Monday, May 23, 2005

Shabbos: Defying the Text

Rabbi Jim Diamond recommended a text by David Halivni called Revelation Restored: Divine Writ and Critical Responses. In the Foreword by Peter Ochs, Halivni's Holocaust memoir, The Book and the Sword: A Life of Learning in the Shadow of Destruction, is quoted. Within that quote, a particular passage begins, "Once I wrote . . ." How like and unlike the Talmud this is: while Talmud teachings are most certainly embedded within embedments, here it is Halivni quoted in Halivni quoting Halivni! In the context of studying the sly Rabbinic shift from a chapter of Rabbinic enactments about something Biblically mandated (Shabbos) to a chapter with an extended digression about a holiday that has no basis but Rabbinic decree (Hanukah), Halivni's embedded quote is most welcome:
How is one to explain the blatant contradiction between counting and upholding every word, every letter of the text, and at the same time boldly pronouncing, 'Chasora machasra vehacha ketanti' -- 'There is a lacuna in the text, and it should be read differently'?
Then Halivni expands on embedded Halivni:
The Rabbis had to lend divine power to the text to lend power to their defiance of it. A lacuna in a human text is of no religious significance. A lacuna in a divine text? That already smacks of heresy. The Rabbis of the Talmud tampered with the Biblical text, frequently offered interpretations that ran counter to the integrity of it, and openly said: There is a lacuna in the Mishnah . . .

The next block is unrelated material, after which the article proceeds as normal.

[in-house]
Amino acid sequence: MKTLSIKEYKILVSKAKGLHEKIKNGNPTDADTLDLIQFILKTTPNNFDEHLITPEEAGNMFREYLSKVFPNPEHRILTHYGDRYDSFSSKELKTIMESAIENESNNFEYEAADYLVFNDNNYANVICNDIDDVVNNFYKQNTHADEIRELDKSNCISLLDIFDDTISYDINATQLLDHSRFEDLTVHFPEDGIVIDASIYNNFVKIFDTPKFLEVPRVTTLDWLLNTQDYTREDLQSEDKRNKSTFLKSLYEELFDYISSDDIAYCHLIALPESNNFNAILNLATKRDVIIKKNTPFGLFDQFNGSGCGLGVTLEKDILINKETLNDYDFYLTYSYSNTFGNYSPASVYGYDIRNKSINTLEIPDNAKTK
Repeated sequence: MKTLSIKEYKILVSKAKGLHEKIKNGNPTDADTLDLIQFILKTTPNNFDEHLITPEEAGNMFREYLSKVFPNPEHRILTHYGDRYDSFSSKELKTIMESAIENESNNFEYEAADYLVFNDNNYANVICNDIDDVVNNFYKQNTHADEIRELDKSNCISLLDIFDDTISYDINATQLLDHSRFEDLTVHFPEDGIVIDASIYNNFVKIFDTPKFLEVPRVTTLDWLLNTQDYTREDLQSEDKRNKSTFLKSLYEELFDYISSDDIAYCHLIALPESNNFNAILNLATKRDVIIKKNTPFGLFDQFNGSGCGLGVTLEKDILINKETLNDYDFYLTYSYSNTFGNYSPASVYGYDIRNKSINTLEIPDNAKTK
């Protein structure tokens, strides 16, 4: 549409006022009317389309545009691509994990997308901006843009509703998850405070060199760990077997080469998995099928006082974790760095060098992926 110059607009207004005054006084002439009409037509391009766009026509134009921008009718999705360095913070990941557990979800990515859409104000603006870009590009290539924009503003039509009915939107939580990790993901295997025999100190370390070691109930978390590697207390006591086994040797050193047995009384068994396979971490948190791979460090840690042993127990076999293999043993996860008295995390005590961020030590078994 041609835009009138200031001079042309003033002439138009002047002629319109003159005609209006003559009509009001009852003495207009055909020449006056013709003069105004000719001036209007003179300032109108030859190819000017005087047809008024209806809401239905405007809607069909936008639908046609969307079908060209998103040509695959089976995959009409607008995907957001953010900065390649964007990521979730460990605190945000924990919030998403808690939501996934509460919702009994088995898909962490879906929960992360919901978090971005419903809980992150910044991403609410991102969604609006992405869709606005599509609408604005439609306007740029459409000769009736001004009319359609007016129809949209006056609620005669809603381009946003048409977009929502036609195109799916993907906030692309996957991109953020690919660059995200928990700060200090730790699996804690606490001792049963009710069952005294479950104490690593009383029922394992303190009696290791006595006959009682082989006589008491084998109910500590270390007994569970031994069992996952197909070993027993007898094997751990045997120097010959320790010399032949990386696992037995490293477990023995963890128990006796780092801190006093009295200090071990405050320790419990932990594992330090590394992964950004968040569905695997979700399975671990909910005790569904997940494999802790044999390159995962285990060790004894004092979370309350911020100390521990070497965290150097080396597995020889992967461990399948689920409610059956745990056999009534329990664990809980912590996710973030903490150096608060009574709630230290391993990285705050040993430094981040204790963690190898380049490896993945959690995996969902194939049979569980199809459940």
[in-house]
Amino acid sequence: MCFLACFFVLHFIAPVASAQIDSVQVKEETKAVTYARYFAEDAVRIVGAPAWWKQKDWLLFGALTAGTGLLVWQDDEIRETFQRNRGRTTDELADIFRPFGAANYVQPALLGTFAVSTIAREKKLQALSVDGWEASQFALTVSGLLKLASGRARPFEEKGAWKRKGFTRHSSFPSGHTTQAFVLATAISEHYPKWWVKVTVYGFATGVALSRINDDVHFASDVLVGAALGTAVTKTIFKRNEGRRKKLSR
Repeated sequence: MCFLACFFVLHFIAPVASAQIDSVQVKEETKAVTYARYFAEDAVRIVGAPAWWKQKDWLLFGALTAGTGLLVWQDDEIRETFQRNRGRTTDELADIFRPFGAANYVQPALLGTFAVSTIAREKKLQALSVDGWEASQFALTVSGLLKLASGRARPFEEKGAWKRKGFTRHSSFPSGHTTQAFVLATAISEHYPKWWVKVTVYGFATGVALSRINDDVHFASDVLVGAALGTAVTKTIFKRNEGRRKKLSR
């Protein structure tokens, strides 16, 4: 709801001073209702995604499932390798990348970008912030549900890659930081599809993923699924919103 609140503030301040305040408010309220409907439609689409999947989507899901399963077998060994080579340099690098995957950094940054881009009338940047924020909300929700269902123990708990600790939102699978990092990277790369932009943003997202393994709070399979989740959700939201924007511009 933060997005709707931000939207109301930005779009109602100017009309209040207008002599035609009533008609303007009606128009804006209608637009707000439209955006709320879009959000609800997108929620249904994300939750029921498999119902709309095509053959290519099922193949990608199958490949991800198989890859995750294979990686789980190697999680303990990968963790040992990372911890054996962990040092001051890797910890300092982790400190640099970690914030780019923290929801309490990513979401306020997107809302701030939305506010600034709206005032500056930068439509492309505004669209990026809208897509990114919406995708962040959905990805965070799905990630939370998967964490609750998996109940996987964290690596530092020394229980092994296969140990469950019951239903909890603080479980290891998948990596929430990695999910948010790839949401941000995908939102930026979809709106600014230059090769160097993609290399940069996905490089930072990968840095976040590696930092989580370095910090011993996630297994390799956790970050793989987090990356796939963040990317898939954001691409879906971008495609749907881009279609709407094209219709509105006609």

This is heady stuff.


Anonymous Reed Chopper said...

If you're not a pedant, please skip this first paragraph. HaLivni obviously wrote his comments in Hebrew and the English version was translated by somebody else. "Hacha" means "here" and "Hachi" means "thus." The phrase used by the Gemara when it essentially emends the text of the Mishnah is not "vehacha ketanti'" but "vehachi ketanay" (learn it thus).

Some years ago there was a Sunday New York Times article about David Weiss, and some frummies wrote in to the effect of "How dare he suggest changes in the holy text of the Talmud, not one letter of which has changed from time immemorial?" Every Yeshiva bochur knows that the margins of the Gemara is filled with "Girsaot" or variant versions of the text, which is very corrupt in places. They all know that Rashi frequently writes "Vehachi garsinan" ("the correct version of the text is thus") to help straighten things out. Were the authors of the frummie letters just ignorant, or were they just doing a job on other Jews? There is a tradition of a two-tiered system, where the upper tier, in "Grand Inquisitor" fashion just wants the lower tier to have a simpler version of things. That's why liberal Jews learning primary texts is so revolutionary and subversive.

Obviously, the Talmud doesn't mind playing fast and loose with the text of scripture, not just for Aggadic purposes, but also for halakhic ones (e.g. restrictive interpretation which gets rid of the entire rebellious son code). They do acknowledge that in some sense "Ayn mikrah yotzeh miday peshuto" -- "the text never entirely loses its plain meaning."

Similarly, the Gemara doesn't mind suggesting emendations to the Mishnah, but to be fair, it usually does it as a last resort.

There's an amazing story about Shaul Lieberman, which made his reputation. He took a really corrupt and incomprehensible section of the Jerusalem Talmud and reconstucted it by suggesting some 30 radical changes (e.g. the opinions of authorities X and Y are reversed, this word "not" should be deleted, the phrase Z should be inserted here, section 3 should precede section 1 etc.). All the difficulties were resolved, and it made perfect sense and had continuity with what came before and after. It was a tour-de-force and widely admired, but considered extremely speculative. Many years later, an old manuscript was discovered which had all 30 of his changes.

6:00 PM  

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